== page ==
The wrong way to homeschool

Wait – I thought there was no wrong way to homeschool! Well, that’s somewhat true. Families homeschool in many different ways and their children learn and thrive. However, there is one mistake that new homeschoolers make that often ruins the experience. Here’s how it happens.Let me tell you a story

what you need to know about applying to college

Applying to college: How you can stand out!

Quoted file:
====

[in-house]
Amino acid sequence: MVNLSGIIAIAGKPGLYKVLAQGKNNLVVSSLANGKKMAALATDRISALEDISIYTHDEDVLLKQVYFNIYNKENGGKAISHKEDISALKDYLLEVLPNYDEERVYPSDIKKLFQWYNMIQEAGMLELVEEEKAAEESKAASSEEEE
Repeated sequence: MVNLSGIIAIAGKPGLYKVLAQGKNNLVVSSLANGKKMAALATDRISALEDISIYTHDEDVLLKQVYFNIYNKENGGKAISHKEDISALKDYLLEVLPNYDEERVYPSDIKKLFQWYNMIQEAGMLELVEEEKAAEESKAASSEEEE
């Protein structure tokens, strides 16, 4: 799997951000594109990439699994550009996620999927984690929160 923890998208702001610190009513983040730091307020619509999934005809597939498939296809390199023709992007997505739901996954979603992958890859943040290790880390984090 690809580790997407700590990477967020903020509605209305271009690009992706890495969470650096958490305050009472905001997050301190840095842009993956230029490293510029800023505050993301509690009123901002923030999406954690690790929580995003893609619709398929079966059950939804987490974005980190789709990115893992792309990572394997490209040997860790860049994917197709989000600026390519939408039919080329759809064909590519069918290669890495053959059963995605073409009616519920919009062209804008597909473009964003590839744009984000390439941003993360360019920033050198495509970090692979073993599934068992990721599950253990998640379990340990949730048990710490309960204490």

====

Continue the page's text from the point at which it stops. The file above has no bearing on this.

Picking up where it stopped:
The college admission process can seem intimidating, and sometimes it’s impossible to figure out why some students are accepted while others are denied.  The truth is, you can be an amazing student with impressive achievements and a long list of activities and still not be admitted to many universities.  There are some things you need to be aware of when applying to college. During the development of our career exploration course, we talked with a college admissions officer to learn more about the process and to find out how homeschooled students can maximize their chances of acceptance.   Read on to find out how to make your college application stand out.One of the major points that he wanted us to understand is that admissions officers are responsible for crafting a class.  Their task is not simply to admit the “best” students as defined by a set of criteria, but to choose the right mix of people who will contribute to the university in desired ways.  Students applying to college are evaluated not only on the basis of their individual merit, but by how they fit into the mix of students who applied that year. Of course, looking the best you can on paper is a good idea, but don’t be insulted if you aren’t accepted to some of the places where you apply.  A rejection letter is not proof that you are any less awesome than you had previously believed, just that you didn’t fit the profile that the university was looking for at that time.So how can you predict what colleges are looking for and make sure you write your application to match that?  You can’t.  Instead, your goal when applying to college should be to show them the best version of yourself that you can.  This is done in three ways.  First, you have to be the best version of yourself that you can.  Then, you need to write well and include the things that make you awesome in your application essays.  Finally, you must provide ways for the universities to see you stand out among other students.  Let’s take a closer look at each of these.Be the best version of yourself.This means working hard through high school.  Challenge yourself academically.   Get involved in activities that interest you and try to make sure that some of them are aligned with college majors that you’re considering.  Take on leadership roles.  Serve your community.  Do something unique, that most of their applicants probably haven’t done.  This is where homeschooled students have an advantage.  With more flexibility in your schedule, you can volunteer or intern while other students are in school.  You can do an in-depth exploration of a topic that interests you.  Just make sure to complete basic high school curriculum requirements as well.Rock your essays.When filling out your college applications, the essay portion is your chance to shine.  Use this to let them know more about who you are, what makes you exceptional, and what you can contribute to their university.  Admissions officers read a lot of essays.  A LOT.  This essay cannot tell them that you love math and work hard on your assignments and enjoy orchestra.  They will never remember you.  Tell a compelling story that highlights important aspects of your character and personality.  It should be unique, so that people who know you would recognize you in the story, or be reminded of you, even if it was anonymous.  Show your value.This last point requires some extra consideration for homeschooled students.  Though grades, test scores, and statistics are not enough to get you in, they are very important.  These measures are how admissions officers compare students with their peers.  Students who attend schools are compared to the rest of their class.  Homeschooled students must take care to provide ways for admissions officers to get unbiased data on their performance.  The best way to do this is to take the SAT or ACT.  If those are not a good option for you, then you could take some graded courses, perhaps at a local college.  If a parent has been your main teacher, you should absolutely include mom’s or dad’s letter of recommendation.  However, you should also provide at least one other letter from someone who can speak about your academic abilities (for example, from the instructor of that community college course you took).  When applying to college, it's important to keep your audience in mind. Admissions officers work hard reviewing all of the applications they receive, so do your best to make yours clear, interesting, and impressive.  Look for opportunities to excel academically, pursue your interests, serve your community, and develop leadership skills.  Apply to more than one school that you would be happy to attend, and try not to take it personally if not all of them say yes.  Find out more at us in the H4RL Career Exploration Course to find out more about applying to college and planning your future.  You know you’re awesome – we’ll help you prove it!